Spiritual

Why Christian Movies Are So Terrible

Christian movies

Last month, while out at the movies, my wife and I happened to see trailers for two new movies produced by and for the Christian market — “faith-based films” they call them these days. Both trailers distilled their respective stories down to about 3 minutes of earnest dialogue snippets, tear-streamed dramatic moments, and inspirational footage of sports (basketball in one, track in the other). Throughout both trailers — which we saw on two different days before two different movies — the audience was audibly laughing. I was cringing. The paint-by-numbers aesthetic of the new wave of Christian movies persists in making the faith appear trite, inauthentic, corny, and — worst of all, as far as the culture goes — uncool.

Why despite all the gains made in technology and budgeting can’t Christians make good movies?

I know, I know — people always try to come up with exceptions. But there aren’t any, really. Every now and again some well-meaning brother or sister will say to me, “This one’s different. You gotta see it. It’s not like the others.” And then it is. It painfully, painfully is. Why does it seem like the only good “Christian movies” are the ones made by the world’s artists with Christian themes (“The Passion of the Christ”, “Silence”, etc.)?  Some thoughts:

1. Christian movies are not made by artists but propagandists.

I don’t mean that these projects aren’t carried about by people who know what they’re doing with cameras, lighting, etc. The visual quality of Christian movies has definitely increased over the last decade. The caliber of talent on both sides of the camera has increased, as well. So when I say Christian movies aren’t made by artists, I don’t mean they aren’t made by people who are good at their jobs. What I mean is that they are made by people who don’t really know what the job ought to be.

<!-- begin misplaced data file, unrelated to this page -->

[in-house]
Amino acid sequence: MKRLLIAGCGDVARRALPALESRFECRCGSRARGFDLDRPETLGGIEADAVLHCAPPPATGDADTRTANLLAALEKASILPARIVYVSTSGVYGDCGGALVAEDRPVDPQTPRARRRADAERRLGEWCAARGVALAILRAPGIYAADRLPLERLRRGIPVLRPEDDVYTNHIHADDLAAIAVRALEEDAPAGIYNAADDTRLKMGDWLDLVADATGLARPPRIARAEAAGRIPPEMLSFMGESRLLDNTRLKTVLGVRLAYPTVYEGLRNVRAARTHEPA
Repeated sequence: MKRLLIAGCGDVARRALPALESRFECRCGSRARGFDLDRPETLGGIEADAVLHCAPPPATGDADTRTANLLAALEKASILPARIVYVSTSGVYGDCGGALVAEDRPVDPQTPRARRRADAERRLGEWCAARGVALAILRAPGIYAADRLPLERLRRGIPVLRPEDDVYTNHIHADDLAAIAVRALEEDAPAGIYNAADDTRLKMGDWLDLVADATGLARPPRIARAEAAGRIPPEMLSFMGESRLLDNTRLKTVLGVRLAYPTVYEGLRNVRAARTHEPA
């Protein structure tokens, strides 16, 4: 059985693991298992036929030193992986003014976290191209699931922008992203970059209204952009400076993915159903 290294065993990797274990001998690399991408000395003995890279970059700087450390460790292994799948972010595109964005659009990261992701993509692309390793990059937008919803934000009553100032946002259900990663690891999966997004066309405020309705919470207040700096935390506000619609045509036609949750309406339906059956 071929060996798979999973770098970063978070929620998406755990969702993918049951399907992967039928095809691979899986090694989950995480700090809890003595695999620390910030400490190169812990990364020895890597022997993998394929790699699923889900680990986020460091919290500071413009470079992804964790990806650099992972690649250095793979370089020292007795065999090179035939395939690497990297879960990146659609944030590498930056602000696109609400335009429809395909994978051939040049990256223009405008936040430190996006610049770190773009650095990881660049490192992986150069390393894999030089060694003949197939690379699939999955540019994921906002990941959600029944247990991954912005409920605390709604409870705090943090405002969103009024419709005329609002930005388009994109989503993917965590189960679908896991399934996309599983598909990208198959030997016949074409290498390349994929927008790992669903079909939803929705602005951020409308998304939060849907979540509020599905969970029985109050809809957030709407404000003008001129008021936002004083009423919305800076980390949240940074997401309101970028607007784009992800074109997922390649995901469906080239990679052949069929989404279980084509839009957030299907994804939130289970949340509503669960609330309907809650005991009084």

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I tracked this shift most notably in Christian writing (fiction) about 20 years ago. We always wondered why there weren’t any more C.S. Lewises or G.K. Chestertons around. The truth is, there were — they just weren’t writing for the Christian market, because that market does not want art that communicates truth but art that is being used by a message. And there’s a difference. It is the difference between art and propaganda.

Christian movies are more akin to propaganda than art because they begin with wanting to communicate some Christian theme — the power of prayer, the power of believing, the power of something — and then the story is crafted around that message. This is true even when the story is something based on a real-life incident. Delving into the depths of human character and motivation is subservient to getting the message across. This is why so much of the dialogue in Christian movies violates the classic writing proverb, “Show, don’t tell.”